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Performance of these estimators was measured by the total mean squared error (TMSE) averaged over the 1000 replications, and R was defined as the ratio of TMSE values calculated for ML and EB estimates.
Nevertheless, on the basis of these NMR and mass spectral data, Byard (13) identified the selenium urinary metabolite as TMSe.
It is surprising that TMSe, a trace constituent of the urine sample, could be obtained pure from such a simple, nonselective procedure, particularly in the light of later work (see below) showing that the reineckate salt of TMSe is appreciably soluble in water and that additional steps must be taken to obtain acceptable yields in the precipitate.
(14) almost immediately followed that of Byard (13), and similarly identified TMSe in rat urine.
These studies showed that TMSe, originally termed U1, was a common urinary metabolite from all tested selenium sources and constituted 20-50% of the urinary selenium.
Similar studies with rats and radiolabeled [sup.75]Se were also carried out by Kiker and Burk (17) in 1974, and they also reported the presence of TMSe and a second major compound thought to be the same as U2 in the study of Palmer et al.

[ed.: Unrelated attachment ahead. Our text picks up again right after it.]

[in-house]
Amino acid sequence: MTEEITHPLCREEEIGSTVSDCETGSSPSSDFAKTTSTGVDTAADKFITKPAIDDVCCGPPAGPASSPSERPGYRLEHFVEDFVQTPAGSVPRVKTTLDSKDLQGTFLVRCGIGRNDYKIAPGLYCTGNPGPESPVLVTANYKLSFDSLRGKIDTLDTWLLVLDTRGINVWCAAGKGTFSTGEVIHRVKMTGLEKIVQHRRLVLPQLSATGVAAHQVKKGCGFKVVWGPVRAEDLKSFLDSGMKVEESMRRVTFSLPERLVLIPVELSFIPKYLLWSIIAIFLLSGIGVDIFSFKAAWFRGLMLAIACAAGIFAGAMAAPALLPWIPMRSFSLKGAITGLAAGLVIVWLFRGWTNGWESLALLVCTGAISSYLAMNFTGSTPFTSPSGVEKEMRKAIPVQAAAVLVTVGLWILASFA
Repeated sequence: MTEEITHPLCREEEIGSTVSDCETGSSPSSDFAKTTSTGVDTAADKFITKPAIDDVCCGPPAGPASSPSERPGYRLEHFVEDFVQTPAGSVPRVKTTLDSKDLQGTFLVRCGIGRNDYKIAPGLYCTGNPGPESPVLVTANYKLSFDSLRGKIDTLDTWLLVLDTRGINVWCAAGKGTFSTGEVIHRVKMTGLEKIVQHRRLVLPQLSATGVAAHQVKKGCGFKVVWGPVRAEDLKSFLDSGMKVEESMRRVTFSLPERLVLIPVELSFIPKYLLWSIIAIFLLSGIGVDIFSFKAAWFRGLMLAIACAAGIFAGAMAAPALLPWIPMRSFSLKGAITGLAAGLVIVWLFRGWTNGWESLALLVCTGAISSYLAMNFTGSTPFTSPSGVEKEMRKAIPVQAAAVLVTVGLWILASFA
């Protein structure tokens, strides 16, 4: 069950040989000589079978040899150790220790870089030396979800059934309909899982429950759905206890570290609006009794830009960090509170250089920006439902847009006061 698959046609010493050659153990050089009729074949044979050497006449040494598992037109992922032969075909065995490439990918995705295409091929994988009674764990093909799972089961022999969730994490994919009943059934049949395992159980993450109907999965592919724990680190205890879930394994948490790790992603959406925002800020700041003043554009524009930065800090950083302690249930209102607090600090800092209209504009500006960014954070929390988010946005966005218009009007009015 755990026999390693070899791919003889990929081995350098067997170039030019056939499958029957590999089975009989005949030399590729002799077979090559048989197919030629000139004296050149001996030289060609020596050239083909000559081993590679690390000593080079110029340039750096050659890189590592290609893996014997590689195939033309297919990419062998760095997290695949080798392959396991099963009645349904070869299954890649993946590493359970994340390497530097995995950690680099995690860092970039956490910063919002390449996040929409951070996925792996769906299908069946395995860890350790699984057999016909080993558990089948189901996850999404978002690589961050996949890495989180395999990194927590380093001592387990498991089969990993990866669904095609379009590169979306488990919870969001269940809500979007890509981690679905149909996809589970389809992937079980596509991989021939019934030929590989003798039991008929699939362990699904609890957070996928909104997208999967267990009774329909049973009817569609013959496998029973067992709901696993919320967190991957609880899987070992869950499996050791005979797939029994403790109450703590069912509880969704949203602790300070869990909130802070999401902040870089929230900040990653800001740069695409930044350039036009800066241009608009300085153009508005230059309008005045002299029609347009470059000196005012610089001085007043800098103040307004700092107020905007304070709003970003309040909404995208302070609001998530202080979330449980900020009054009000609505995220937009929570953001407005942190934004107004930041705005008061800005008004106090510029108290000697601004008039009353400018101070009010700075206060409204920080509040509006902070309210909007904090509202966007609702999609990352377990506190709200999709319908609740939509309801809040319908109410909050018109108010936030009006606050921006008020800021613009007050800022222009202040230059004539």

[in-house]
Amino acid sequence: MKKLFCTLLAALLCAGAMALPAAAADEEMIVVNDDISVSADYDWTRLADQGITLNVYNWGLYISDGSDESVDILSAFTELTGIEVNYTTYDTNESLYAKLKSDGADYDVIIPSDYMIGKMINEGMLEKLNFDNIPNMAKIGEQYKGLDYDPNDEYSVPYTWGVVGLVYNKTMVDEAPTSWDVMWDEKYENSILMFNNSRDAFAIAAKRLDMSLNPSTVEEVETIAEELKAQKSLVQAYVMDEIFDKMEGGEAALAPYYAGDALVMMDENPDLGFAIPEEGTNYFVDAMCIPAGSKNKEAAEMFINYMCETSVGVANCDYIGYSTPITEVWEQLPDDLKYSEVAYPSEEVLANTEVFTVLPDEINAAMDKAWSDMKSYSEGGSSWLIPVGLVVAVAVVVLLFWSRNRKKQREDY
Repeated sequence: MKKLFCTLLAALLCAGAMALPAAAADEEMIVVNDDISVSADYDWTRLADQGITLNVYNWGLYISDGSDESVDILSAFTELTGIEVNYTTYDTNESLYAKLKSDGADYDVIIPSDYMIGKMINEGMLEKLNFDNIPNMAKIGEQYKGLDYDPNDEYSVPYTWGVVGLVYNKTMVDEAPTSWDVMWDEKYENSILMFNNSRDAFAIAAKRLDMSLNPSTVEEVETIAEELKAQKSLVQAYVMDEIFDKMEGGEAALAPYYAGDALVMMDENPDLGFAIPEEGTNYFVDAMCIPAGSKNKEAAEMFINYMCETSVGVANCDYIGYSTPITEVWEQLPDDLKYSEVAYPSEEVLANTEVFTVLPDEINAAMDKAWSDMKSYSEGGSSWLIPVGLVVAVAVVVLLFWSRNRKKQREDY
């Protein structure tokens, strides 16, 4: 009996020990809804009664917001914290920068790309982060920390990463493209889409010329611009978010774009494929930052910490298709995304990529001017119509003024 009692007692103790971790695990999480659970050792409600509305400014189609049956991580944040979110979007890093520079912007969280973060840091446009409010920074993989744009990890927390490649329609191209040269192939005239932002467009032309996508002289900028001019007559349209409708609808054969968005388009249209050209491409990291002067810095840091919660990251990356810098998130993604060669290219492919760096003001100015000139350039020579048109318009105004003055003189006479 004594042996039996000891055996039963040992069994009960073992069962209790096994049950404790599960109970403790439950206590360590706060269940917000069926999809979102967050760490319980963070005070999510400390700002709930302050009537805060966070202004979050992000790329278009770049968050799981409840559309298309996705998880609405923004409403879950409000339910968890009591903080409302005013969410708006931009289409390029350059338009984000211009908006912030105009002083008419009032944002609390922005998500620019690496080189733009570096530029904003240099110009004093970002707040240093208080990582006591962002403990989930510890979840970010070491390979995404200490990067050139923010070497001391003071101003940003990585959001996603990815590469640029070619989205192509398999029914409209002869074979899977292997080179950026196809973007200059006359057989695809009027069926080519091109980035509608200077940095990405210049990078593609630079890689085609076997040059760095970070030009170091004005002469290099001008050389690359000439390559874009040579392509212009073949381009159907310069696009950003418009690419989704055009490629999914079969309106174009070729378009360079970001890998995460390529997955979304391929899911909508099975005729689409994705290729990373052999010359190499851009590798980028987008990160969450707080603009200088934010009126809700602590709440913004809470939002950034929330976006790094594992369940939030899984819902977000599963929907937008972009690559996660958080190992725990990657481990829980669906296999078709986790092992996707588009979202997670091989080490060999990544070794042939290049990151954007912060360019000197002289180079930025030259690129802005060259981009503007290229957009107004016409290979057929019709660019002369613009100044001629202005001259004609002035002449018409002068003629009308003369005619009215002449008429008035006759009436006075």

Byard had earlier suggested (13) that TMSe may be a detoxification end product of selenium metabolism, and this was supported by further work by Palmer's group (16).
Following the collective studies of Byard (13), Palmer's group (14-16), and Kiker and Burk (17), it appeared that TMSe was a major selenium metabolite in rat urine and that at least one other major metabolite (U2) was also present.
In summary, in the early work on selenium in rat urine, two separate studies isolated a major metabolite, apparently to purity, and identified it as TMSe by comparison of spectral data (MS, NMR, and infrared spectroscopy) with those of a synthesized specimen.
These problems appear to have been apparent to the group working under Janghorbani, who carried out studies in the 1980s that reexamined much of the previous work after developing an analysis designed to selectively determine TMSe (19, 22, 37).
It is clear that other researchers were also unhappy with the data being published about selenium species in urine, particularly in terms of the quantification of TMSe, and analytical procedures claiming further improvements in selectively measuring TMSe were reported.
(23) reported a refinement of the cation-exchange/ reineckate precipitation method in which they used buffered cation-exchange chromatography with SP-Sephadex medium and performed the precipitation with trimethylsulfonium ion as carrier to improve the yield of TMSe. The authors stated that without this carrier, the yields of TMSe obtained as the reineckate salt were low, an important result considering the early methods for isolating TMSe.
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